A Q&A with Science Researcher Alex Liu

Alex Liu
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Today I am speaking with science researcher Alex Liu who has produced a documentary called “A SEXPLANATION”.  He aims to change the silence that occurs when it comes to talking about sex and how schools teach sex education. Also, he believes it’s very important for parents to have the conversation about sex with their children.  

Hello Alex, thank you for taking the time out to speak with me. I have to tell you I absolutely loved your film “ A SEXPLANATION”. What inspired you to make it?

Alex:
When I was 18, I thought coming out as gay would solve all my sexual problems. But when I turned 30, I still felt massive amounts of shame around sex—shame that had nothing to do with being gay. So, with that as my starting point, it soon became clear that my sexual shame stemmed from poor sex education. 

Why do you think some people are embarrassed or may feel shame when talking about sex?

The sexual shame starts early. Parents teach kids the names of body parts but often skip over the proper terms for genitalia. Young kids naturally explore their bodies but are often told—directly or indirectly—that it’s wrong with no context. These messages teach us to be embarrassed about our bodies and sexual pleasure.

What would be different for you if you had been able to talk about sex with your parents when you were younger?


I would have come out earlier, probably, for one. I also think my first sexual experiences would have been more connected and pleasurable because I would have been more comfortable talking about sex with my partner.

What did you learn about yourself making the film?

Interviewing a wide variety of people about sex helped me understand that my sexual hang-ups are normal. Talking about my sexual thoughts and feelings for the first time released a lot of my shame. 

Alex Liu

What were some obstacles you had making the film?

A small part of me is still terrified that my parents will be embarrassed by my making this movie. I don’t know if I’ll ever truly overcome worrying about what my parents think.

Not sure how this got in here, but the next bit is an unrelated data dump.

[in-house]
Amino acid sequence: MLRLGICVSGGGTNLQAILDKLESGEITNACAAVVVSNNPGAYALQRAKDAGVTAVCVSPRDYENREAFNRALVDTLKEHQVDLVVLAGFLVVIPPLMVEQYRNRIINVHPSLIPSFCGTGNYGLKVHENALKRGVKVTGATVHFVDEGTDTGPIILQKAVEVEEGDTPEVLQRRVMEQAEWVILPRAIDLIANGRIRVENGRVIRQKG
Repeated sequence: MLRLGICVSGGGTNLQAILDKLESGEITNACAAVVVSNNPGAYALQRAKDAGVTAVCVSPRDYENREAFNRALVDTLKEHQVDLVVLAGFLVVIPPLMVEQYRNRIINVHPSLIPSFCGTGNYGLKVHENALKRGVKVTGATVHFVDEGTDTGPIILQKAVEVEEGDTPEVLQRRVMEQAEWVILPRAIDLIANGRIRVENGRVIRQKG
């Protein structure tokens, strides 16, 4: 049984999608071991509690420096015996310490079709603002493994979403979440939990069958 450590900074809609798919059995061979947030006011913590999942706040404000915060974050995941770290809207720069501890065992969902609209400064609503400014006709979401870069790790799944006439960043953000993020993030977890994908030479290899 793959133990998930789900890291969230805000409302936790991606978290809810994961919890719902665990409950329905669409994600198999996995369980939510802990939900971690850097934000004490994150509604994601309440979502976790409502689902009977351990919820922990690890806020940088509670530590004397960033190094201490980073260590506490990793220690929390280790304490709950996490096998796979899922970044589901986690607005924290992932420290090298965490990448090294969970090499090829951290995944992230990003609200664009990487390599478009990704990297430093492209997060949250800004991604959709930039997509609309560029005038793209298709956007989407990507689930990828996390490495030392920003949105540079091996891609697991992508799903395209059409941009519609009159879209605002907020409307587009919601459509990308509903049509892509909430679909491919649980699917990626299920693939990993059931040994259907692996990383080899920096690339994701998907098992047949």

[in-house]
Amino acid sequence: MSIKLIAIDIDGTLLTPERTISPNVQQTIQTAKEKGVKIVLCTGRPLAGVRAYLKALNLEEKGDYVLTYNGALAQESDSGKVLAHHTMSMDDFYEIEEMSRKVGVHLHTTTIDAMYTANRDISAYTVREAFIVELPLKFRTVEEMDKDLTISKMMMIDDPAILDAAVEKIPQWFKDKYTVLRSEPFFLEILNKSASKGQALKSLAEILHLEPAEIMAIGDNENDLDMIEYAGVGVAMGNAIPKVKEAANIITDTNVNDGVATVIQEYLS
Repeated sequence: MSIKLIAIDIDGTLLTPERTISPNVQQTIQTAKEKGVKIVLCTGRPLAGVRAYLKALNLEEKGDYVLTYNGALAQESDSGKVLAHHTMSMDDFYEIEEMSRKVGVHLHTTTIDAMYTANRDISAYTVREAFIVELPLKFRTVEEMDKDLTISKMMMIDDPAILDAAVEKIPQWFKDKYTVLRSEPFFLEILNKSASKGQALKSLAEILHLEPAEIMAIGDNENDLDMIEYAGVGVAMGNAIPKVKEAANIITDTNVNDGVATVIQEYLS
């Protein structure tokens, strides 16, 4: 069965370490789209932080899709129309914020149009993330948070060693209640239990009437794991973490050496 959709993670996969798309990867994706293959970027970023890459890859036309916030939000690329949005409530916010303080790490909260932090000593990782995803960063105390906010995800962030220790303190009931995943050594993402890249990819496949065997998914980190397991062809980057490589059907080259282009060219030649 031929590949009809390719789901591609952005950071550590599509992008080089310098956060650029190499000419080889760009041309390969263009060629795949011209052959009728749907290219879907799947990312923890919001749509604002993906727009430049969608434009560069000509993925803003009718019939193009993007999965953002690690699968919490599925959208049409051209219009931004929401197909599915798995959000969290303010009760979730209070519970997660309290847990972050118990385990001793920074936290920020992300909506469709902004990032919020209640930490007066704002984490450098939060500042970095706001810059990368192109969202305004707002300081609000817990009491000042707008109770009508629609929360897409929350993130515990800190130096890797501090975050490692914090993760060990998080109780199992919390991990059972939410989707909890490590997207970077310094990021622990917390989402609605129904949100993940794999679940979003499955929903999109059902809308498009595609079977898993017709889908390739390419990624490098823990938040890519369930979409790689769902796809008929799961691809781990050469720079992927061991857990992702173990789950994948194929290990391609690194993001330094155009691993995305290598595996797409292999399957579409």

What was the most rewarding part in making the film?

I was surprised how my relationship with my parents has grown stronger. We talked about sex for the first time on camera; it was excruciating at first, but it turns out they are a lot cooler than I ever imagined. It feels like there’s nothing we can’t talk about now.

Do you have any future projects you will be working on?

I’m working on more films about the parts of the human condition that are universal—prejudice, discrimination—but we don’t talk about. While the topic is heavy, I’m hoping I can use humor to diffuse some of the tension around these topics so people feel comfortable listening to all kinds of perspectives.

If you can go back in time what would you tell your teenage self?

The only thing “normal” about human sexuality is that we’re all different. Compare human sexuality to the human appetite for food; some people are very adventurous with food, and some stick to a handful of meals. Neither is “more normal,” they are simply different. 

MRI

If you could change one thing in the world what would it be?

That’s a huge question! I mean world peace through massive investments in scientific research (à la Star Trek socialism) is the goal, right? But I’ll just say, I want as many people as possible to do the difficult, introspective work on examining their biases and hangups. I hope “A Sexplanation” can be a tiny part of that.

Thank you for your time. What are some words of wisdom to all the readers?

I hope audiences find the baby steps of courage to enable them to talk about desires with the people they love. And it bears repeating, if you’re really brave, do the deep, uncomfortable work of seeing how you contribute to a culture that shames sex and try your hardest to change that in yourself. Hope you all enjoy the film!   More Info: WEBSITE

Photos: Courtesy of Alex Liu